Pals plan to bring on the comfort food in Greeley
September 24, 2012
For many, gooey cheeses atop tender macaroni bring back memories of childhood and the comforts of home.
Macaroni and cheese has become an American staple for children, but Alex Kantor and his business partner, Chris Williams, hope to put an adult twist on it at a new concept in Greeley: Gourmet mac and cheese.
The budding restaurateurs have a glimmer of home in their eyes as they survey the 3,000 square feet they've leased in west Greeley to offer up their gourmet morsels in their new restaurant, Cavatappi (Italian for corkscrew, the shape of the pasta for their dishes).
The pair hopes to capture that feeling of home and offer the comfort food outside of the box — 14 different flavors, in fact, for the Greeley eating public.
Signs are already up in the former Reds Dogs and Donuts eatery at 5750 10th St. But they won't open until October.
Kantor 30, owns Specht Point Café in Fort Collins with his wife, after spending the majority of his working life in the industry, including Yellowstone Parks and Resorts. He lives in Windsor. Williams, 25, is a full-time college student with a double major at Colorado State University and lives in Fort Collins.
They met in 2008 while working together at Macaroni Grill in Fort Collins.
Kantor came up with the concept for gourmet mac and cheese a couple of years ago, noticing college students routinely opted for such dishes at other chain restaurants. The mere thought invoked those old childhood memories, and he came up with the plan.
"I did some research, and found there were maybe like six to seven restaurants in the country that do that. And they're very successful," Kantor said.
Kantor and his wife Laura opened Specht Point Café off of Timberline and Prospect four years ago. He wanted to expand, but he also knew that Fort Collins was saturated with restaurants.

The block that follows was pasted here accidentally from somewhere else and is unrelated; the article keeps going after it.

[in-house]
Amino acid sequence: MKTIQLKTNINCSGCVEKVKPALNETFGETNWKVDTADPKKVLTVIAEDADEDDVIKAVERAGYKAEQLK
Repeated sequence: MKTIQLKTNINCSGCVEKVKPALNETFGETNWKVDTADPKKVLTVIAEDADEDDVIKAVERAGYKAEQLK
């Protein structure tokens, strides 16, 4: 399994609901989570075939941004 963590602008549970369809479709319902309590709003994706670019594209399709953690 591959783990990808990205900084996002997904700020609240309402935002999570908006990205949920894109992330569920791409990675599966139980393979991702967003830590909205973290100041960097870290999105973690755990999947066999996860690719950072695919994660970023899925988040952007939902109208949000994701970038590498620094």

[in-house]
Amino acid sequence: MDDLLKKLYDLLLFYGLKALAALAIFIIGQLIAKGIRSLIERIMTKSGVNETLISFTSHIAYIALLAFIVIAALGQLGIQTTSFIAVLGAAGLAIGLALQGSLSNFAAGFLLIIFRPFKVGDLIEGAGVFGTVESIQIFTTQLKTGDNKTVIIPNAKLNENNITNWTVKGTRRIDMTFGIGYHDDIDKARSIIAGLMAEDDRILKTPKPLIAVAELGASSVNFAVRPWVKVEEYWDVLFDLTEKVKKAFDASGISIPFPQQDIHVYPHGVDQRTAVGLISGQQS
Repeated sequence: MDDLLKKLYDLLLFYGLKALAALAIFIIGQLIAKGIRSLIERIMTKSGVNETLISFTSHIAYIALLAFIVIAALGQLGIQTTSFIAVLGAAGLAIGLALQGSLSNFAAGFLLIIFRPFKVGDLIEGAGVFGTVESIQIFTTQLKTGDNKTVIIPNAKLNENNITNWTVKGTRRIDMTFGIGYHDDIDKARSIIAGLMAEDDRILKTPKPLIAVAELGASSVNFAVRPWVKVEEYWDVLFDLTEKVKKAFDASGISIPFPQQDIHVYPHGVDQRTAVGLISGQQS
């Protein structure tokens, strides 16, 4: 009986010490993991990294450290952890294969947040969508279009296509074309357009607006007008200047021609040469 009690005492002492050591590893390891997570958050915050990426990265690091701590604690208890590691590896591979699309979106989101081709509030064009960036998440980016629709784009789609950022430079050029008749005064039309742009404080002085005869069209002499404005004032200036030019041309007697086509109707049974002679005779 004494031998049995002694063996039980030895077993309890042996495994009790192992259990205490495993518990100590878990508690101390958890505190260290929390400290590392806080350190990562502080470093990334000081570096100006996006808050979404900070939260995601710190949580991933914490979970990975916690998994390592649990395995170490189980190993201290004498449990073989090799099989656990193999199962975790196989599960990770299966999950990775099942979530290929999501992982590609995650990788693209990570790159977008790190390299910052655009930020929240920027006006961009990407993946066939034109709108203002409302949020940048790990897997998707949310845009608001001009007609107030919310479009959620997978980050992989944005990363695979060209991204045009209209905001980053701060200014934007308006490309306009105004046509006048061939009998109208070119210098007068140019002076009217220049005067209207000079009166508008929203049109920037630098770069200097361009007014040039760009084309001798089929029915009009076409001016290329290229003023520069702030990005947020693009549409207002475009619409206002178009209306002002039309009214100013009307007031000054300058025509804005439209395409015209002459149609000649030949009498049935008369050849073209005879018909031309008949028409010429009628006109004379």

"I owned a coffee shop, and I wanted to do something different," Kantor said. "But I was tired of the same old pizza and wings. It's boring."
Greeley, he found, had more reasonable lease rates, and he figured it might be a nice place to start a new concept.
The pair are developing their menu now and working with chefs to perfect their recipes. In addition to the many flavors of mac and cheese — which may include traditional styles, plus choices of Mexican, Mediterranean and vegetarian, and a build-your-own option — the restaurant will serve salads and appetizers, and wines and beers.
Not unlike a pizza restaurant with its varieties, Kantor and Williams feel their many different mac and cheese options will keep people interested.
"People don't get tired of eating pizza," Williams said. "A lot of restaurants in a lot of cities are lumped into categories. People choose and cycle through them. We're not interested in being the only restaurant people go to."
One option they feel may set them apart is offering a gluten-free menu. All of their mac and cheese dishes will come with a low-fat or gluten-free option.
Being in the restaurant industry for as long as they have, they know people on restricted diets have very few choices at restaurants. They will keep all gluten-free offerings completely separate from other dishes, as well.
They also have a pasta with 40 percent fewer carbs and 200 percent more protein than traditional pastas.
They're bringing in their pastas — all fresh, not dried — from a company in Denver.
They plan to manage the business themselves with a small wait staff and kitchen.